US jobless claims lowest since '08 on growth spurt
The fewest workers in three years filed claims for US jobless benefits last week, indicating the world's largest economy is strengthening heading into 2012.
The number of applications for unemployment payments dropped by 19,000 to 366,000 in the week ended December 10, less than the lowest forecast of economists surveyed by Bloomberg News and the least since May 2008, according to Labour Department figures issued yesterday in Washington.
Other reports showed manufacturing accelerated this month after pausing in November.
"The US economy, unlike the rest of the world, is gathering momentum as we head toward year-end," said Eric Green, chief market economist at TD Securities in New York.
"The labour market is improving sharply," he said, "and we look for gains in industrial production."
A reduction in firings may pave the way for an increase in employment that will help spur consumer spending, which accounts for about 70pc of the economy. Lean inventories and growing demand may probably spark gains in production that will keep factories at the forefront of the expansion.
The S&P's 500 Index rose, snapping a three-day drop, on the improving economic outlook. The gauge climbed 0.6pc to 1,218.71 in New York.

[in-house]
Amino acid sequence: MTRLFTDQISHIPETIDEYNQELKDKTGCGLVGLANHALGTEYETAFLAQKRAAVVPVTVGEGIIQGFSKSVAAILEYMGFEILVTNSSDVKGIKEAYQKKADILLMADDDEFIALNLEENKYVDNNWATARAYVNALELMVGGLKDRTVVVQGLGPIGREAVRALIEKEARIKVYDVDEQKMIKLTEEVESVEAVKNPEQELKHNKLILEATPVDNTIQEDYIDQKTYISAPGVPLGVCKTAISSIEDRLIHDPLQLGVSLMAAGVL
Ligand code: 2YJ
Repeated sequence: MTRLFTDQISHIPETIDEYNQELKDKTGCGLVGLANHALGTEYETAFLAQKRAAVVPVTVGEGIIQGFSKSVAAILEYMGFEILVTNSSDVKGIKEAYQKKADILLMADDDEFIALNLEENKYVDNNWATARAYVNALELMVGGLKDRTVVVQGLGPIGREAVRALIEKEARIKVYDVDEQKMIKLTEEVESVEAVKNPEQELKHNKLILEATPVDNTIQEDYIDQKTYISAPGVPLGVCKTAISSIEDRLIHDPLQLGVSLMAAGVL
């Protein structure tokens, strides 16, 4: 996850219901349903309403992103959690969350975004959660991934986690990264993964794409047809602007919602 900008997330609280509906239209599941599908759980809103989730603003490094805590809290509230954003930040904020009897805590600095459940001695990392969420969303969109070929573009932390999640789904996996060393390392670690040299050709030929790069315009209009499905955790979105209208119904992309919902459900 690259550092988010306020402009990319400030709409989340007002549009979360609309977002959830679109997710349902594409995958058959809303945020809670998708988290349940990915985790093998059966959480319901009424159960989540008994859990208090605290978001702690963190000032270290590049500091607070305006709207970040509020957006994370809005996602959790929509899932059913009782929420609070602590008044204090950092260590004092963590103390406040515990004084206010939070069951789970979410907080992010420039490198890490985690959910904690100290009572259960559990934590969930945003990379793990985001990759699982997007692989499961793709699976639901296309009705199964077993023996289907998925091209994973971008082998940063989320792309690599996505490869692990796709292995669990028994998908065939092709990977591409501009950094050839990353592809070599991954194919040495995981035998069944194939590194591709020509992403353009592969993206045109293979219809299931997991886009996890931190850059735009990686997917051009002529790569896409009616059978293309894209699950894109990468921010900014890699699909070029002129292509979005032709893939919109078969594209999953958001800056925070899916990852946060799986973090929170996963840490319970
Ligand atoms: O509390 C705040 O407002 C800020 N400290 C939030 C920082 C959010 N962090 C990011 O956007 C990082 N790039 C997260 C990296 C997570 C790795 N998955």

Manufacturing may contract this month from China to the euro region as global demand slows and Europe's leaders struggle to contain the worsening debt crisis, reports yesterday showed.
Chinese factory output looks set to decline for a second month in December as Europe's fiscal woes weigh on exports and home sales slide, results from a Markit Economics survey indicate.
In the euro area, manufacturers face a fifth straight month of contraction as the region endures its worst quarter for two-and-a-half years, another report showed.
The manufacturing improvement helped ease concerns that factory demand was cooling after another report from the Fed showed industrial production dropped in November for the first time in seven months. Output at factories, mines and utilities declined 0.2pc after a 0.7pc gain in October.
Economists forecast a 0.1pc advance, according to the median estimate in a Bloomberg survey.